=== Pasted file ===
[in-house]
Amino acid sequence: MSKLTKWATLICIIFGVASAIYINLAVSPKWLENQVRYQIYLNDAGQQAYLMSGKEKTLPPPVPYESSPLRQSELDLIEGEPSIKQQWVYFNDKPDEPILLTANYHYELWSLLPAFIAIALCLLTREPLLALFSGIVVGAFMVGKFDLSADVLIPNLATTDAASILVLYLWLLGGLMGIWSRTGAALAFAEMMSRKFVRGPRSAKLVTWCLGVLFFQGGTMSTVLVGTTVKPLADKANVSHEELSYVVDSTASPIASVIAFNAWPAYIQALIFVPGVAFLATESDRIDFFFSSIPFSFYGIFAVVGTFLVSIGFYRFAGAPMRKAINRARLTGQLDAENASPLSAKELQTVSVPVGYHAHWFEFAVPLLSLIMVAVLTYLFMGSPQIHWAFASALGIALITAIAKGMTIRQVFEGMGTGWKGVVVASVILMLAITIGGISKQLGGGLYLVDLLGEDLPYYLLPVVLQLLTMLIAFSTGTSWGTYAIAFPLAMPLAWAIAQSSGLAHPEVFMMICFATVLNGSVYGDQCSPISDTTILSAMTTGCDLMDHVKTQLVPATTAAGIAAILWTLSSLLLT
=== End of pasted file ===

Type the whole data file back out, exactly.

[in-house]
Amino acid sequence: MSKLTKWATLICIIFGVASAIYINLAVSPKWLENQVRYQIYLNDAGQQAYLMSGKEKTLPPPVPYESSPLRQSELDLIEGEPSIKQQWVYFNDKPDEPILLTANYHYELWSLLPAFIAIALCLLTREPLLALFSGIVVGAFMVGKFDLSADVLIPNLATTDAASILVLYLWLLGGLMGIWSRTGAALAFAEMMSRKFVRGPRSAKLVTWCLGVLFFQGGTMSTVLVGTTVKPLADKANVSHEELSYVVDSTASPIASVIAFNAWPAYIQALIFVPGVAFLATESDRIDFFFSSIPFSFYGIFAVVGTFLVSIGFYRFAGAPMRKAINRARLTGQLDAENASPLSAKELQTVSVPVGYHAHWFEFAVPLLSLIMVAVLTYLFMGSPQIHWAFASALGIALITAIAKGMTIRQVFEGMGTGWKGVVVASVILMLAITIGGISKQLGGGLYLVDLLGEDLPYYLLPVVLQLLTMLIAFSTGTSWGTYAIAFPLAMPLAWAIAQSSGLAHPEVFMMICFATVLNGSVYGDQCSPISDTTILSAMTTGCDLMDHVKTQLVPATTAAGIAAILWTLSSLLLT